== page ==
Trump broke custom by delivering a political speech to the Boy Scouts’ national jamboree in Glen Jean, W.Va.
Saul Loeb—AFP/Getty Images
By Zeke J Miller
July 27, 2017

It was a performance review no employee wants to hear, delivered by an angry boss in a setting that broadcast the humiliation. Standing in the Rose Garden on July 25, President Donald Trump excoriated U.S. Attorney General Jeff Sessions for recusing himself from the Russia investigation buffeting Trump’s Administration. “I’m very disappointed with the Attorney General,” the President fumed. Asked if he would fire Sessions, Trump said simply, “Time will tell.”

Trump’s latest bid to expel one of his earliest allies and his call for an investigation into vanquished rival Hillary Clinton may be a defining moment in his young presidency. Beset by multiple, expanding Russia probes, Trump is responding to his legal challenges by picking political brawls. In the span of a few days, he turned the Boy Scouts’ National Scout Jamboree into a partisan rally, sharpened his attack on the integrity of special counsel Robert Mueller and his investigators and hired former hedge-fund executive Anthony Scaramucci to head the White House communications shop. Senior White House advisers objected, citing Scaramucci’s inexperience; press secretary Sean Spicer quit in protest. But the man known as the Mooch had a virtue that Trump prizes above all others: boundless devotion to the boss. As Trump sidelines Washington veterans, Scaramucci is remaking the West Wing by promising to root out and fire leakers.

The question gripping Washington is how far Trump’s norm breaking will trickle down. All over town, traditions of good behavior seem to be crumbling. In the Senate, Republican leader Mitch McConnell broke precedent by forcing a vote on a health care bill whose contents were a mystery even to his colleagues. Instead of drafting legislation through the traditional committee process, Republicans are trying to write and amend the bill on the Senate floor. The final vote tally to begin debate on the unread bill was 50 to 50, forcing Vice President Mike Pence to cast the tie-breaking vote. It was the fourth time in six months that Pence has stepped in to break a Senate deadlock–something his predecessor, Joe Biden, never did in eight years.

One of the GOP holdouts was Maine Senator Susan Collins. Her resistance incensed fellow Republican Blake Farenthold, a House member who had grown weary of waiting for the Senate to act on a health care bill. In a radio interview, the Texan criticized the Senate for lacking courage and singled out “some female Senators from the Northeast.”

“If it was a guy from South Texas,” Farenthold added, “I might ask him to step outside and settle this Aaron Burr–style.” Collins was caught on a hot mike four days later firing shots of her own. “I don’t mean to be unkind, but he’s so unattractive,” she told a colleague. (Both apologized.)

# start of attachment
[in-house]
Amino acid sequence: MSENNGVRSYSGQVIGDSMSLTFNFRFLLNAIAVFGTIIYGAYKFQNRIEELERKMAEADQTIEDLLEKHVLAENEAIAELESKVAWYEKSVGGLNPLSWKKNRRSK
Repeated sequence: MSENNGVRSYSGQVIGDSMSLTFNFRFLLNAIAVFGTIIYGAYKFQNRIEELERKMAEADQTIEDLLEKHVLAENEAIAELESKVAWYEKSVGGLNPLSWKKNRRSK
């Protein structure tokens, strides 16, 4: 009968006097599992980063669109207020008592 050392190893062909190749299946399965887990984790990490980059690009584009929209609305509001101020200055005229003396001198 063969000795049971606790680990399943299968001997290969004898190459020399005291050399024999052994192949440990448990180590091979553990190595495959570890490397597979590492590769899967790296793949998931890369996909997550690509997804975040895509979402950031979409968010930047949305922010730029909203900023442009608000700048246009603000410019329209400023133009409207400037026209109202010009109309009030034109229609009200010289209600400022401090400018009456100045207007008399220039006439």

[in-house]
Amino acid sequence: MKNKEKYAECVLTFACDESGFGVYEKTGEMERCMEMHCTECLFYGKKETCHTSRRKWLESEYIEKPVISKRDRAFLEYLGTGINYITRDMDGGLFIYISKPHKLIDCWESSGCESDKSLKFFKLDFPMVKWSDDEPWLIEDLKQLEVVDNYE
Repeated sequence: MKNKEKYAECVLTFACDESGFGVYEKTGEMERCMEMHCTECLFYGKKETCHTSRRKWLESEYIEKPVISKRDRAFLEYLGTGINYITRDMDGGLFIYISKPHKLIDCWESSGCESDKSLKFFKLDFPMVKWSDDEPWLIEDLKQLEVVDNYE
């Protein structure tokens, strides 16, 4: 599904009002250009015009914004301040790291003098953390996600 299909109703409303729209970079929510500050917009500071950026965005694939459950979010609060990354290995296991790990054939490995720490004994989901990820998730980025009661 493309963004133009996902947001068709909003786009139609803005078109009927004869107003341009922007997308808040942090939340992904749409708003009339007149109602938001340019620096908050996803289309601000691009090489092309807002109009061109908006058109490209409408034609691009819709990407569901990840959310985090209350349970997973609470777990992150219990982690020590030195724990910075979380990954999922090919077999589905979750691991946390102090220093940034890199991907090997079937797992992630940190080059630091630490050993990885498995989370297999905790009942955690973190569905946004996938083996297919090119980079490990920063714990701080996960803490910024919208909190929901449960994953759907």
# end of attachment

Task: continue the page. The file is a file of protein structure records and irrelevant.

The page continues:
Some pushed back against the breakdown in decorum. A week after being diagnosed with an aggressive form of brain cancer, John McCain jetted back to Washington just in time to cast a critical vote. He took the floor to extol the Senate’s virtues, from its arcane customs to its legacy of bipartisanship. “I hope we can again rely on humility,” the six-term Senator said, “on our need to cooperate, on our dependence on each other, to learn how to trust each other again.” It was a remarkable speech, delivered with grace and studded with humor. But it was a sign of the times that five minutes earlier, he had voted to advance the health bill that had broken multiple Senate traditions of procedure.

The President did not heed McCain’s message. Although aides have urged him to stop lashing out on Twitter, Trump stepped up his attacks on the country’s leading law-enforcement figures–not just Sessions and Mueller but also the acting director of the FBI, Andrew McCabe. (Trump’s distrust of McCabe comes through marriage: his wife, a candidate for the Virginia state senate in 2015, received nearly $500,000 from the political action committee controlled by the state’s Democratic governor, Terry McAuliffe, a close Clinton ally.) Inside the White House, Trump aides express frustration with the President’s lack of discipline. But their boss has tuned them out. “He’s his own counsel,” says a senior White House official.

Which is risky. Trump’s taunting of Mueller could make the Russia investigations worse for him. On July 25, the House passed a measure that curbs the Administration’s power to roll back sanctions on Russia. And his penchant for picking political fights may isolate him further. Trump turned to Twitter again on July 26 to announce a ban on transgender people in the military. The decree surprised his allies in Congress and at the Pentagon and even caught some White House staffers off-guard. After the announcement, the White House struggled to explain its impact on thousands of trans service members.

The price Trump may pay for all this decorum busting is unknown: his supporters seem to love it, and weary Republicans are sticking with him for now. What’s clear is that Trump has no intention of toning it down. If anything, he’s only getting started.

This appears in the August 07, 2017 issue of TIME.

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